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As the U.S. COO of the document management company Esker, Smith has started screening job candidates using Unrabble, a Web service that asks applicants to deconstruct their resume into achievements, backed up by social media references. When an applicant puts in one of these "brags," saying they increased sales 1,000% or patented a perpetual energy machine, they also provide an introduction to a LinkedIn or Facebook connection who will vouch for that claim.
While not everyone provides those social media references, "definitely the better ones seem to," Smith said in an interview. "When they put in those 'brags,' that's great--instead of me finding the references, they're right there."
The brags are just one aspect of the Unrabble system, which CEO and co-founder Kevin Watson said was created to revolutionize the recruiting process. Previously chairman and CEO of the identity management firm Verid, which he sold to EMC in 2007, Watson said he experienced the pain of recruiting as a fast-growing firm that "threw money at the problem" of sorting through stacks of resumes because company leaders didn't have time for that. "We later realized that over the last two years of the business, we'd spent like a half a million on recruiters," he said.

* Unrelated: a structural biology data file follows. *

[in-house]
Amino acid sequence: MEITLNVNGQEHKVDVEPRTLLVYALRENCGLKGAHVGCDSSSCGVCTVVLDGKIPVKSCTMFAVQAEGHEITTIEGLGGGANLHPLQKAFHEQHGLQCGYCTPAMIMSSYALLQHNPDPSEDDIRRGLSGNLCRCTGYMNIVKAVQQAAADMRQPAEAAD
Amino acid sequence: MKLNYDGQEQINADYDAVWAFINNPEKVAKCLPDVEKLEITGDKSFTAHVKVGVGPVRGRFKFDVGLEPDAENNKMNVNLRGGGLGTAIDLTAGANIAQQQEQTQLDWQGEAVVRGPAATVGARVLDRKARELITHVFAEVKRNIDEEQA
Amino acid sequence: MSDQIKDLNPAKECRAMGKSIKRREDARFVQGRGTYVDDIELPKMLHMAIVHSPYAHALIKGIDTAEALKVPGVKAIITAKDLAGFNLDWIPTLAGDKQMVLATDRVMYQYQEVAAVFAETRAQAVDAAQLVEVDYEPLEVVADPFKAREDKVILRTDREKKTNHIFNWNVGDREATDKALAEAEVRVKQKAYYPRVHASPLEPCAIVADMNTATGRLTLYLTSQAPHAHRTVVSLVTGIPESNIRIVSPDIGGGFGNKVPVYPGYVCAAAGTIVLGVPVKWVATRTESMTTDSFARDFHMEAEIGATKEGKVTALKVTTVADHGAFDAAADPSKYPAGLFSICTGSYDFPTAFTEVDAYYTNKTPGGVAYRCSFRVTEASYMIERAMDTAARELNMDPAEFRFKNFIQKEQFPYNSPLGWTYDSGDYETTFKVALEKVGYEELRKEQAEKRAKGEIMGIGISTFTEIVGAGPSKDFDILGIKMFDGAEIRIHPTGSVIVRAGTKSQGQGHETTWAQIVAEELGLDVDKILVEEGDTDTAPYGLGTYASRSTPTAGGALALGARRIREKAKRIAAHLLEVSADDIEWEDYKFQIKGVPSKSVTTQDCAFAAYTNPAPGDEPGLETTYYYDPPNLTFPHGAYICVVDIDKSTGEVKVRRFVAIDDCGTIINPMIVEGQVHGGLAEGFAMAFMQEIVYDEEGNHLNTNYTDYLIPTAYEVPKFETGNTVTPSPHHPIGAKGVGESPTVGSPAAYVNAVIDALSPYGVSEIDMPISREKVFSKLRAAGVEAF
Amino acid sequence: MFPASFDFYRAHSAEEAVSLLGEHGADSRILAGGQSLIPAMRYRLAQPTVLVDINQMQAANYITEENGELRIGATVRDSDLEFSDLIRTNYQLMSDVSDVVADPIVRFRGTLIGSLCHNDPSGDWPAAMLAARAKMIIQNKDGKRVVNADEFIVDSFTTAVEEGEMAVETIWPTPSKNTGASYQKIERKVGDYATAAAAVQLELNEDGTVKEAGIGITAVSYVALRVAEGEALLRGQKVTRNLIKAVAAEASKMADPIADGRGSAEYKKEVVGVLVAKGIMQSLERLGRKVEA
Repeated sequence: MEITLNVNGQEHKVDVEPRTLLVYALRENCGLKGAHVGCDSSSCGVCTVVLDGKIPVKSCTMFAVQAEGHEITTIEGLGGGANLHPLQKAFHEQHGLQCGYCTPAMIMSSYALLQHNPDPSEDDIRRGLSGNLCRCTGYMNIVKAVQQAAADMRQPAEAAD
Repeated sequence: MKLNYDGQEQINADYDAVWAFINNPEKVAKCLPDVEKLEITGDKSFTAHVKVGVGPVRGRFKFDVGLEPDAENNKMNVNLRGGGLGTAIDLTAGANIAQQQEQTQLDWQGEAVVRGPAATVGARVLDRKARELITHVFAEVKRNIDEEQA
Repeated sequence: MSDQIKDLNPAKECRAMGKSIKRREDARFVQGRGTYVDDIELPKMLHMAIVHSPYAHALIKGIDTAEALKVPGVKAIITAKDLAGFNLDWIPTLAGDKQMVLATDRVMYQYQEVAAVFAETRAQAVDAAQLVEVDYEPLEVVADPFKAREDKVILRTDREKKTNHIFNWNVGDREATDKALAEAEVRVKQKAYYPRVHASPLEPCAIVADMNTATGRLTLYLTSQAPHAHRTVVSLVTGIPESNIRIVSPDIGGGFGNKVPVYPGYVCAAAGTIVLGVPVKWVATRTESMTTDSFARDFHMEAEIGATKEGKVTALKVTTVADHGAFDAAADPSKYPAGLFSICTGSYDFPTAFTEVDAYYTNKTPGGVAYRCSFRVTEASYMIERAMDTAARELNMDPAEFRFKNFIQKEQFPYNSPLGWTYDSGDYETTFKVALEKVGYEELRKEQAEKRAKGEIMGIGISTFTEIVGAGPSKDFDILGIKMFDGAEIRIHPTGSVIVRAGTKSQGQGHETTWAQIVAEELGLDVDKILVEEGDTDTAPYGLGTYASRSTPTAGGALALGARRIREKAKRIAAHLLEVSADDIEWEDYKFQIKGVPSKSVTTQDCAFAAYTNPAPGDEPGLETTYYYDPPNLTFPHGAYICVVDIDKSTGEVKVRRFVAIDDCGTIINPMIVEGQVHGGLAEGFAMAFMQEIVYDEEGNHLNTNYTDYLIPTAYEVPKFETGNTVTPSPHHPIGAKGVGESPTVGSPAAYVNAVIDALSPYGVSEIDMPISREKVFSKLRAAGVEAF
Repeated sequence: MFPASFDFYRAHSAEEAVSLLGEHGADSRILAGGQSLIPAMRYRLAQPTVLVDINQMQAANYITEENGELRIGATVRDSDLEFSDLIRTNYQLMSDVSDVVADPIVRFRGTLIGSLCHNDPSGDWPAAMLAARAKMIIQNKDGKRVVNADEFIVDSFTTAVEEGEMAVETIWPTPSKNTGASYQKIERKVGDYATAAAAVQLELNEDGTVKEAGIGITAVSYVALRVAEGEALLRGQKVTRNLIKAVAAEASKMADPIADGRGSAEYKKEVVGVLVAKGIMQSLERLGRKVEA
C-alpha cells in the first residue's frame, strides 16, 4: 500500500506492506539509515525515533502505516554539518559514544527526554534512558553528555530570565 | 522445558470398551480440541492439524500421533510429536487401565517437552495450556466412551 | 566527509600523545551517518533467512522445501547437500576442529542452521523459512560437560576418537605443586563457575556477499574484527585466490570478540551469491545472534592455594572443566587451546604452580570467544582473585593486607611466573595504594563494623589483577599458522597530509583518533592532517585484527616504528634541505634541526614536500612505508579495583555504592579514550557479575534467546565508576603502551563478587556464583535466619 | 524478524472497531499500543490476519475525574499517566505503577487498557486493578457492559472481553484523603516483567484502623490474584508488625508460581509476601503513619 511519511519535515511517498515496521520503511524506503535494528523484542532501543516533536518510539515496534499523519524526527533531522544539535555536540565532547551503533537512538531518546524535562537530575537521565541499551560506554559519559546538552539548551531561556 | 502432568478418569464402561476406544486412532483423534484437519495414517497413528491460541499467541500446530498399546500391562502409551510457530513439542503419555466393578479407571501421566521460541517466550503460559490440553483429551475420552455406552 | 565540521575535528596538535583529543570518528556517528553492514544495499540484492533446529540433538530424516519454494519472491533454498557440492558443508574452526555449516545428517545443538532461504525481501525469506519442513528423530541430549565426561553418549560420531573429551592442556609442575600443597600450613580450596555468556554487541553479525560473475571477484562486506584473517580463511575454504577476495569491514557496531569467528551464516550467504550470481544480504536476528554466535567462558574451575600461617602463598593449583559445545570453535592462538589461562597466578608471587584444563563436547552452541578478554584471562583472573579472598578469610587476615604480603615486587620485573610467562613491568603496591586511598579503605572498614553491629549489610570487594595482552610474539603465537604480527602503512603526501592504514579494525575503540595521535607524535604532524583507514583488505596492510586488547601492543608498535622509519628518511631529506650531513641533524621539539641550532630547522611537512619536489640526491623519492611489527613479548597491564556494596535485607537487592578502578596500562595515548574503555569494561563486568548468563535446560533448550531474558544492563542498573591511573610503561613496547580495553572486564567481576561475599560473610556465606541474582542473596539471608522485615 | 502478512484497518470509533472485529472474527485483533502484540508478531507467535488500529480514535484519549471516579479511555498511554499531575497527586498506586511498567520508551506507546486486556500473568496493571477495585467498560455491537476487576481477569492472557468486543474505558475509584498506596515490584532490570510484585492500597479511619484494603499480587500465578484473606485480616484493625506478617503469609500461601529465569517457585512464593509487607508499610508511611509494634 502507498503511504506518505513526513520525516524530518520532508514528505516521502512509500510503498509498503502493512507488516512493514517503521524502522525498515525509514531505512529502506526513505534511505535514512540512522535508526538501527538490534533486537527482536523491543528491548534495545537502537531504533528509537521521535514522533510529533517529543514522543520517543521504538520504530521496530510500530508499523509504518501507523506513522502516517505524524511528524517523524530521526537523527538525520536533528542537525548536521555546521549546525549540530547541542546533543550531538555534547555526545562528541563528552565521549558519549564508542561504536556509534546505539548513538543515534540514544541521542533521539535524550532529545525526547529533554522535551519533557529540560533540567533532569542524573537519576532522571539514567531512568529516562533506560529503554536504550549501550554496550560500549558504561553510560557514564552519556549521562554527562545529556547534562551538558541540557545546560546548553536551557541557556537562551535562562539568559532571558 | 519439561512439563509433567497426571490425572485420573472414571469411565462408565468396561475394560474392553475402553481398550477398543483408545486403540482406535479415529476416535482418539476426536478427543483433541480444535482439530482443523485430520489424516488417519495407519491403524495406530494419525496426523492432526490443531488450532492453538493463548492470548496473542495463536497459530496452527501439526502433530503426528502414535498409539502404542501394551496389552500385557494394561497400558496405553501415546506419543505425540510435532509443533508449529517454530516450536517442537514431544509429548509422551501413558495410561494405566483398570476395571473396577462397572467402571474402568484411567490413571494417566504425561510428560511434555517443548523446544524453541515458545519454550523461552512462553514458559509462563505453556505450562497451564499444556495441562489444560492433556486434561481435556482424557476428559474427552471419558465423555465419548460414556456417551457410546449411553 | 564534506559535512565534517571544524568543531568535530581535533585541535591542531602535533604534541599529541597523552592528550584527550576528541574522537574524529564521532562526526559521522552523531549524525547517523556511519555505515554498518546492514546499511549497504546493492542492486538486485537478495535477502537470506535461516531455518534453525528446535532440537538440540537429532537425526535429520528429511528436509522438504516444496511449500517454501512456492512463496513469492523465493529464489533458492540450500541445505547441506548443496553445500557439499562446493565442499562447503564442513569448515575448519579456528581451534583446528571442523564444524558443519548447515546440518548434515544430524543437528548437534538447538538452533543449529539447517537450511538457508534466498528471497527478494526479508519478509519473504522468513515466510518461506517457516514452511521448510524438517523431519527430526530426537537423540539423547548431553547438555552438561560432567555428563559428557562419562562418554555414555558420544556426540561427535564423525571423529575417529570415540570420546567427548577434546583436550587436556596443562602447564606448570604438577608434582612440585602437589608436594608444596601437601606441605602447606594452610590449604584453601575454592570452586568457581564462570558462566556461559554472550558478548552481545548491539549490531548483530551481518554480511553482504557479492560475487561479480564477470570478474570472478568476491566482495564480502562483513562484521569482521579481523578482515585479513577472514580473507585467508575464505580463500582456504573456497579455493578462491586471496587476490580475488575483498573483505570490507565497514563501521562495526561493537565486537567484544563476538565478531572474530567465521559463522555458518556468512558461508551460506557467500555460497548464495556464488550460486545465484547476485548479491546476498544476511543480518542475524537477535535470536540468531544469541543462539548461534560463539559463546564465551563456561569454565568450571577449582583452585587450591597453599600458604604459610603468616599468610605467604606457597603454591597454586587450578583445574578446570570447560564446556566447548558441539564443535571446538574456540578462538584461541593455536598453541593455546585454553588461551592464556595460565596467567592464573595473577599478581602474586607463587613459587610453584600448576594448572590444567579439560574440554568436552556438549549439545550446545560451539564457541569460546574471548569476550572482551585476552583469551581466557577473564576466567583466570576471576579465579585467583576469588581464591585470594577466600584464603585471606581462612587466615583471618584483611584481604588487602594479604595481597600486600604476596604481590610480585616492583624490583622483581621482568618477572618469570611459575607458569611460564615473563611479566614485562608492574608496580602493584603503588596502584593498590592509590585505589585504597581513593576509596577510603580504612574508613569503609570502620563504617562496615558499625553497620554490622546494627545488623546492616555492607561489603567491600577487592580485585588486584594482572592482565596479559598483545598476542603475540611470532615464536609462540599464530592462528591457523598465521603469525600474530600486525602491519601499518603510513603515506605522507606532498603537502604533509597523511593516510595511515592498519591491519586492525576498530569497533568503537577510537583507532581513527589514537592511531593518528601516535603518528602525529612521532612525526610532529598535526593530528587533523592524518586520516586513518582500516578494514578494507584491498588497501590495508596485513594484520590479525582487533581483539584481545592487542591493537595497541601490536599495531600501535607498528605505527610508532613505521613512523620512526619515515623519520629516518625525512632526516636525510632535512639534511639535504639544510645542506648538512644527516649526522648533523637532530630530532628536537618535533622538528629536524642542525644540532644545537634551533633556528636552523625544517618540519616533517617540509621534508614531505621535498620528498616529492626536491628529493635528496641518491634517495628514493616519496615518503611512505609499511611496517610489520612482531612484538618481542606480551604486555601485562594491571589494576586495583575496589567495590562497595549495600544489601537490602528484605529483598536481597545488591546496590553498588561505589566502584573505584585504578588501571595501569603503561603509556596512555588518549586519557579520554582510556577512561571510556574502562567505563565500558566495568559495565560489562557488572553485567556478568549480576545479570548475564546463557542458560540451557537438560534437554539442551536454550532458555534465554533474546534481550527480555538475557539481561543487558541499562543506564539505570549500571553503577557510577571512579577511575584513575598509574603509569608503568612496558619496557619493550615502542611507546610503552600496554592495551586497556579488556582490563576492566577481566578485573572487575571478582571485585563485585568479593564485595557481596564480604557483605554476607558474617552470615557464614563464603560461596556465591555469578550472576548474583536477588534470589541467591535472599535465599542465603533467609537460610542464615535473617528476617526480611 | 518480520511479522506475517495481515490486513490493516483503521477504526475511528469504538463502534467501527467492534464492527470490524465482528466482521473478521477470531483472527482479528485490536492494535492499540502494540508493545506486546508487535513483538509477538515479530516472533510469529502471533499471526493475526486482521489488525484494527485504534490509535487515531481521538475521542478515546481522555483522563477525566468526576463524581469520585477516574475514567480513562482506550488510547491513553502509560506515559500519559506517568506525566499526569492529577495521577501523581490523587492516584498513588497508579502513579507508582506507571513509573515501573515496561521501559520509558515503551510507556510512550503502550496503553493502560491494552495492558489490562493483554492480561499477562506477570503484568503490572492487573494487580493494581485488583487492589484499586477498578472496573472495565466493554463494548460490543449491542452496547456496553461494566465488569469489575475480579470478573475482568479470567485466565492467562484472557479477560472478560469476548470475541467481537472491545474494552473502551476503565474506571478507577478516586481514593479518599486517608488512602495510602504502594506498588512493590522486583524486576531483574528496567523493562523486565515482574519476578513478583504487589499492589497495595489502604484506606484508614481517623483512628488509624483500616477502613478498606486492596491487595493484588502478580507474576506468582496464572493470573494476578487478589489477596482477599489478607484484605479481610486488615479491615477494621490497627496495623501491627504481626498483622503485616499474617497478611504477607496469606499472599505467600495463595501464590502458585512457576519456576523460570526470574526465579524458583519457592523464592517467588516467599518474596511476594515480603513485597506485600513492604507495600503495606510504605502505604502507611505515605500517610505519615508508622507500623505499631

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One reason for the inefficiency of the process is the lack of a standard format for resumes, plus their tendency to "be filled with ... let's call them exaggerations," Watson said. From the job seeker's point of view, putting in an application over Unrabble is not dissimilar from creating a LinkedIn profile, and it can import LinkedIn data, where available, he said.
"Then, for each of those bullet points on a resume, we give you the opportunity to go out to your social network, your peers, and find people to verify those facts for you," Watson said. Uninterested in the debate about the professional networking virtues of LinkedIn versus Facebook, Unrabble links to both, and others as well.
Further, Unrabble applies analytics to the applicant data, making it easier for employers to see which ones most closely match the skills they are seeking.
Esker's Smith said he also values the way the system prompts applicants to rank their strengths against criteria he has set out. Since they don't know which criteria are most important to him--and the system won't let them give themselves top ranks in everything--Smith thinks he gets a pretty honest self-assessment of how good a match they are. "My number one thing may be their number 10 strength," he said.
In one case, where he was advertising for a new Latin American sales representative, the company got 120 applications, and Unrabble allowed him to quickly whittle the list down to the most promising 10 candidates. Collaboration features built into the tool allowed him to share his thoughts on the candidates with his boss at company headquarters in Lyon, France.
"He could see what I liked about the candidates and add his comments. Maybe he gave some of them a slightly better ranking, and maybe he saw things I didn't see," Smith said. Bottom line: a faster, better hiring decision.
Unrabble offers a 30-day trial, with pricing starting at $29. The $49 per month Pro version supports 10 open positions, monitoring of 20 job posting links, and 10 users who can collaborate on reviewing applications.
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